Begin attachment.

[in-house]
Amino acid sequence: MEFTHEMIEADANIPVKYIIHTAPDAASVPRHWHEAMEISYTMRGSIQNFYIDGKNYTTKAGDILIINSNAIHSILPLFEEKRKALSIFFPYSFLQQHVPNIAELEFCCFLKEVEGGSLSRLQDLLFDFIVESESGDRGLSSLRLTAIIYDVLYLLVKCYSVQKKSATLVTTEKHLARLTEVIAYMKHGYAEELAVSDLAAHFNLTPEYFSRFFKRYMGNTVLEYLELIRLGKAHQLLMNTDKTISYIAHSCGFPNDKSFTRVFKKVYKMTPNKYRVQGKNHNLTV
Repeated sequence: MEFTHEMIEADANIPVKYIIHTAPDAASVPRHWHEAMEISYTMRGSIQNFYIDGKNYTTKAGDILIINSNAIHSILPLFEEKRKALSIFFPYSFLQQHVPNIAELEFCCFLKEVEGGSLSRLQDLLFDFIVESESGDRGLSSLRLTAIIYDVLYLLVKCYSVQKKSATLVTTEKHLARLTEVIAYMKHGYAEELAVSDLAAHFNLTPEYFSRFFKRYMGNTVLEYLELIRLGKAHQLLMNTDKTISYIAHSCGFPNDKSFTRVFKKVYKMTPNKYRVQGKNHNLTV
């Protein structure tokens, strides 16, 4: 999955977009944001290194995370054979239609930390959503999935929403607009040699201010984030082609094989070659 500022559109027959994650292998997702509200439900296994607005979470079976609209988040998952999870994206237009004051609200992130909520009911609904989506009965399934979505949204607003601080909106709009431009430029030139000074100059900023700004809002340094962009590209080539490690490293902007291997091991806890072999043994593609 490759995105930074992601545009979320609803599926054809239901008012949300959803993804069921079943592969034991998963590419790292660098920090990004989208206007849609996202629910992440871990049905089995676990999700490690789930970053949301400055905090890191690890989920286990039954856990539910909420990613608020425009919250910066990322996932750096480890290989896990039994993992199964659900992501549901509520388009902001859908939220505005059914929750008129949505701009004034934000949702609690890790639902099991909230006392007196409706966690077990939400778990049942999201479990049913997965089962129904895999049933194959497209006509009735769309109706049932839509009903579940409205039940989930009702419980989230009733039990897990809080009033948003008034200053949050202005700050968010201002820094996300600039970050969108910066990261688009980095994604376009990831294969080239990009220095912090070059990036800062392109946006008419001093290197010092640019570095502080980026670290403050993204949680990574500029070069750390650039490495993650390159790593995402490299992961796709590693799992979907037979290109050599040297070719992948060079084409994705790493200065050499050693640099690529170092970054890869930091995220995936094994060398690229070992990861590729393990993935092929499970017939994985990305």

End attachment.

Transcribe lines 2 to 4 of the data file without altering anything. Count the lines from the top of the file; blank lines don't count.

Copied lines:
Amino acid sequence: MEFTHEMIEADANIPVKYIIHTAPDAASVPRHWHEAMEISYTMRGSIQNFYIDGKNYTTKAGDILIINSNAIHSILPLFEEKRKALSIFFPYSFLQQHVPNIAELEFCCFLKEVEGGSLSRLQDLLFDFIVESESGDRGLSSLRLTAIIYDVLYLLVKCYSVQKKSATLVTTEKHLARLTEVIAYMKHGYAEELAVSDLAAHFNLTPEYFSRFFKRYMGNTVLEYLELIRLGKAHQLLMNTDKTISYIAHSCGFPNDKSFTRVFKKVYKMTPNKYRVQGKNHNLTV
Repeated sequence: MEFTHEMIEADANIPVKYIIHTAPDAASVPRHWHEAMEISYTMRGSIQNFYIDGKNYTTKAGDILIINSNAIHSILPLFEEKRKALSIFFPYSFLQQHVPNIAELEFCCFLKEVEGGSLSRLQDLLFDFIVESESGDRGLSSLRLTAIIYDVLYLLVKCYSVQKKSATLVTTEKHLARLTEVIAYMKHGYAEELAVSDLAAHFNLTPEYFSRFFKRYMGNTVLEYLELIRLGKAHQLLMNTDKTISYIAHSCGFPNDKSFTRVFKKVYKMTPNKYRVQGKNHNLTV
């Protein structure tokens, strides 16, 4: 999955977009944001290194995370054979239609930390959503999935929403607009040699201010984030082609094989070659 500022559109027959994650292998997702509200439900296994607005979470079976609209988040998952999870994206237009004051609200992130909520009911609904989506009965399934979505949204607003601080909106709009431009430029030139000074100059900023700004809002340094962009590209080539490690490293902007291997091991806890072999043994593609 490759995105930074992601545009979320609803599926054809239901008012949300959803993804069921079943592969034991998963590419790292660098920090990004989208206007849609996202629910992440871990049905089995676990999700490690789930970053949301400055905090890191690890989920286990039954856990539910909420990613608020425009919250910066990322996932750096480890290989896990039994993992199964659900992501549901509520388009902001859908939220505005059914929750008129949505701009004034934000949702609690890790639902099991909230006392007196409706966690077990939400778990049942999201479990049913997965089962129904895999049933194959497209006509009735769309109706049932839509009903579940409205039940989930009702419980989230009733039990897990809080009033948003008034200053949050202005700050968010201002820094996300600039970050969108910066990261688009980095994604376009990831294969080239990009220095912090070059990036800062392109946006008419001093290197010092640019570095502080980026670290403050993204949680990574500029070069750390650039490495993650390159790593995402490299992961796709590693799992979907037979290109050599040297070719992948060079084409994705790493200065050499050693640099690529170092970054890869930091995220995936094994060398690229070992990861590729393990993935092929499970017939994985990305």